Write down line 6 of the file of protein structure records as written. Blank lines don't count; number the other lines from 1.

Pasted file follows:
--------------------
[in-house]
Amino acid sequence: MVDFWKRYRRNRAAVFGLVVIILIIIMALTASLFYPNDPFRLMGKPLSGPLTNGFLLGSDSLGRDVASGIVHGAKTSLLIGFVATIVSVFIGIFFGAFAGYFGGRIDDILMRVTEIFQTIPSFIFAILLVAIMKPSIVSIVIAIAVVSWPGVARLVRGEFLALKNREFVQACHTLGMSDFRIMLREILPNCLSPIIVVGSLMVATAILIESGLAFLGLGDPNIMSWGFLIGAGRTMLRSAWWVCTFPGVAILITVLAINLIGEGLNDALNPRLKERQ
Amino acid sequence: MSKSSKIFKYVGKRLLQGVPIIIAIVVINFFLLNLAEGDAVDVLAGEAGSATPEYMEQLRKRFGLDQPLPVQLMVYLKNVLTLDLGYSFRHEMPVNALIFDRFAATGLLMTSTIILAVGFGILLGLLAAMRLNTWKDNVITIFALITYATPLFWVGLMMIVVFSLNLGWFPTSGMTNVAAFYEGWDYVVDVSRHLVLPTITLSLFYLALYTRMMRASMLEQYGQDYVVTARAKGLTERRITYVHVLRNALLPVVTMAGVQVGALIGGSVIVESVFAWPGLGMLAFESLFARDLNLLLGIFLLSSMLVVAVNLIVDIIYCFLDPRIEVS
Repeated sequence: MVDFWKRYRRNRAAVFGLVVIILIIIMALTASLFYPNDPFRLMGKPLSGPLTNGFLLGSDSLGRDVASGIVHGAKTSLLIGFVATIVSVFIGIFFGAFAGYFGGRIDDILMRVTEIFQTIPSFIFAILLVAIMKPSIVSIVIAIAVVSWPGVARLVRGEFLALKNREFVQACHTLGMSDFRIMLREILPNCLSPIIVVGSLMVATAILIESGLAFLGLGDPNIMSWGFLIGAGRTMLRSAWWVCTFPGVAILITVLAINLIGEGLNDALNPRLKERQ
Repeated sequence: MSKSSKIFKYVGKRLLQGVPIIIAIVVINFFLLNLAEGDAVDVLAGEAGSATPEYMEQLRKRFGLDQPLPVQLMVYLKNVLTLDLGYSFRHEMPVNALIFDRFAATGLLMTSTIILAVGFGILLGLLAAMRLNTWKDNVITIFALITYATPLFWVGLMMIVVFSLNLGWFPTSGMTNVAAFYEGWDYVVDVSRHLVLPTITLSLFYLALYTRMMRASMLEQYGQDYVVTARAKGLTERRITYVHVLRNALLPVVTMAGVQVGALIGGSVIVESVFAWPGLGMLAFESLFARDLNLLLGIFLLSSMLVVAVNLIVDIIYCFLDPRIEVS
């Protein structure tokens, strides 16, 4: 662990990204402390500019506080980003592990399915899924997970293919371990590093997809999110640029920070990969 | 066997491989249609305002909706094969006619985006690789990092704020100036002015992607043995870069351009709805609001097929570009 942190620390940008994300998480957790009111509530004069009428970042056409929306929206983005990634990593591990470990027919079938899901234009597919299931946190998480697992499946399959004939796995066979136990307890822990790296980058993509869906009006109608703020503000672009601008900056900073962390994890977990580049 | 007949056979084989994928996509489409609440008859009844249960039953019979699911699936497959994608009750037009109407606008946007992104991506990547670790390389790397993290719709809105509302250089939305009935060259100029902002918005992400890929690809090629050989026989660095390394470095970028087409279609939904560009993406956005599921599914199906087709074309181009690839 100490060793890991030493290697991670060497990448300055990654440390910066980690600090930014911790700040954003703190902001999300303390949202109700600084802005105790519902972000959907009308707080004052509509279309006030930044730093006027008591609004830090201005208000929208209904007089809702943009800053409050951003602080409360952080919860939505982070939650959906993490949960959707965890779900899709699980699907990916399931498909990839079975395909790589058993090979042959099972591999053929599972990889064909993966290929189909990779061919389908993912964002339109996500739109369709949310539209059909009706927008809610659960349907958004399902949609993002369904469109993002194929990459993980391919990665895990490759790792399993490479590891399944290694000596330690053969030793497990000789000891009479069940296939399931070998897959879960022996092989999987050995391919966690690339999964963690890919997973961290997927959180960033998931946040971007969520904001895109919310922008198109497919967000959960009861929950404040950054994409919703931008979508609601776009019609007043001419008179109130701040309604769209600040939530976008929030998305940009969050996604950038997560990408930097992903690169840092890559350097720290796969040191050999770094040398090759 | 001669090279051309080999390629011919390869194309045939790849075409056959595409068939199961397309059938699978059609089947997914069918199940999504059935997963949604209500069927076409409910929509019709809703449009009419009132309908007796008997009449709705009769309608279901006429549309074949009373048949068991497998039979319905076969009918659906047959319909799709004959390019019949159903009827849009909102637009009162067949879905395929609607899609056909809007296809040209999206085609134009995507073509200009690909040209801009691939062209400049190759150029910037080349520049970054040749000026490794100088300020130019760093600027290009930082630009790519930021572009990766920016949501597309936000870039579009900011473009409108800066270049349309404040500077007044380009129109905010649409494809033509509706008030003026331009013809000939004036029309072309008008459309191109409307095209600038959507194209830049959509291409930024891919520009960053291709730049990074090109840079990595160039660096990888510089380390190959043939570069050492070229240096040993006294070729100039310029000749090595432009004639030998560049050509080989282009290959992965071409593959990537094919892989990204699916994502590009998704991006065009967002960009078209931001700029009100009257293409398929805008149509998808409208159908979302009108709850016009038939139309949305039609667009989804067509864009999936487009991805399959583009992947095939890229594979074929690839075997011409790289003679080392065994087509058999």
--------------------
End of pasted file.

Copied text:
């Protein structure tokens, strides 16, 4: 662990990204402390500019506080980003592990399915899924997970293919371990590093997809999110640029920070990969 | 066997491989249609305002909706094969006619985006690789990092704020100036002015992607043995870069351009709805609001097929570009 942190620390940008994300998480957790009111509530004069009428970042056409929306929206983005990634990593591990470990027919079938899901234009597919299931946190998480697992499946399959004939796995066979136990307890822990790296980058993509869906009006109608703020503000672009601008900056900073962390994890977990580049 | 007949056979084989994928996509489409609440008859009844249960039953019979699911699936497959994608009750037009109407606008946007992104991506990547670790390389790397993290719709809105509302250089939305009935060259100029902002918005992400890929690809090629050989026989660095390394470095970028087409279609939904560009993406956005599921599914199906087709074309181009690839 100490060793890991030493290697991670060497990448300055990654440390910066980690600090930014911790700040954003703190902001999300303390949202109700600084802005105790519902972000959907009308707080004052509509279309006030930044730093006027008591609004830090201005208000929208209904007089809702943009800053409050951003602080409360952080919860939505982070939650959906993490949960959707965890779900899709699980699907990916399931498909990839079975395909790589058993090979042959099972591999053929599972990889064909993966290929189909990779061919389908993912964002339109996500739109369709949310539209059909009706927008809610659960349907958004399902949609993002369904469109993002194929990459993980391919990665895990490759790792399993490479590891399944290694000596330690053969030793497990000789000891009479069940296939399931070998897959879960022996092989999987050995391919966690690339999964963690890919997973961290997927959180960033998931946040971007969520904001895109919310922008198109497919967000959960009861929950404040950054994409919703931008979508609601776009019609007043001419008179109130701040309604769209600040939530976008929030998305940009969050996604950038997560990408930097992903690169840092890559350097720290796969040191050999770094040398090759 | 001669090279051309080999390629011919390869194309045939790849075409056959595409068939199961397309059938699978059609089947997914069918199940999504059935997963949604209500069927076409409910929509019709809703449009009419009132309908007796008997009449709705009769309608279901006429549309074949009373048949068991497998039979319905076969009918659906047959319909799709004959390019019949159903009827849009909102637009009162067949879905395929609607899609056909809007296809040209999206085609134009995507073509200009690909040209801009691939062209400049190759150029910037080349520049970054040749000026490794100088300020130019760093600027290009930082630009790519930021572009990766920016949501597309936000870039579009900011473009409108800066270049349309404040500077007044380009129109905010649409494809033509509706008030003026331009013809000939004036029309072309008008459309191109409307095209600038959507194209830049959509291409930024891919520009960053291709730049990074090109840079990595160039660096990888510089380390190959043939570069050492070229240096040993006294070729100039310029000749090595432009004639030998560049050509080989282009290959992965071409593959990537094919892989990204699916994502590009998704991006065009967002960009078209931001700029009100009257293409398929805008149509998808409208159908979302009108709850016009038939139309949305039609667009989804067509864009999936487009991805399959583009992947095939890229594979074929690839075997011409790289003679080392065994087509058999």